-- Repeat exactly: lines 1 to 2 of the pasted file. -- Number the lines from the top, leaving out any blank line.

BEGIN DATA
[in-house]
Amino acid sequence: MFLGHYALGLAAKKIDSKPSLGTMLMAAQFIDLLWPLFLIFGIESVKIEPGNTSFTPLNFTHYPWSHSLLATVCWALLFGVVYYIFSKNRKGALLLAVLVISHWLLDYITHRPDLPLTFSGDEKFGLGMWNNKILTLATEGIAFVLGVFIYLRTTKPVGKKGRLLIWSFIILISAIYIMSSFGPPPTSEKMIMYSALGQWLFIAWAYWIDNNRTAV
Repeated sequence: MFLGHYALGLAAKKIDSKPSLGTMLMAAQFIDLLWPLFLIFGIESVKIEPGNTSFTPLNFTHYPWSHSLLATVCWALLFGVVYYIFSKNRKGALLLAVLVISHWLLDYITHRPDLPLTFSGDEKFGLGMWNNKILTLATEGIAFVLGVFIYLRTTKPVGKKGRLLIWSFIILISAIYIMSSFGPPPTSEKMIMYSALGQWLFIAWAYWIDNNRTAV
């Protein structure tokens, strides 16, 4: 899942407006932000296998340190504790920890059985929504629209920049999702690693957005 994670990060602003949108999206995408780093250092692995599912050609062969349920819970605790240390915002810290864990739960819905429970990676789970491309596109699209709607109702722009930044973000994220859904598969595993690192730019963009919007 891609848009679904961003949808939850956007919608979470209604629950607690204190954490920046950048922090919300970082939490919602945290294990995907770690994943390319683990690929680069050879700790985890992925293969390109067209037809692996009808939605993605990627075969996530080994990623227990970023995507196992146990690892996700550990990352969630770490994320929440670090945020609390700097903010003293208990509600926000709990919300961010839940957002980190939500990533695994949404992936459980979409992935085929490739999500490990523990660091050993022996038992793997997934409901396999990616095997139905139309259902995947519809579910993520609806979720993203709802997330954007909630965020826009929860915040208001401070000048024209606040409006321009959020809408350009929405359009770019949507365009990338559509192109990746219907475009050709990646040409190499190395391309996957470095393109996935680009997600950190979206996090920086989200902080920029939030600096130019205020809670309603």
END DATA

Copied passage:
[in-house]
Amino acid sequence: MFLGHYALGLAAKKIDSKPSLGTMLMAAQFIDLLWPLFLIFGIESVKIEPGNTSFTPLNFTHYPWSHSLLATVCWALLFGVVYYIFSKNRKGALLLAVLVISHWLLDYITHRPDLPLTFSGDEKFGLGMWNNKILTLATEGIAFVLGVFIYLRTTKPVGKKGRLLIWSFIILISAIYIMSSFGPPPTSEKMIMYSALGQWLFIAWAYWIDNNRTAV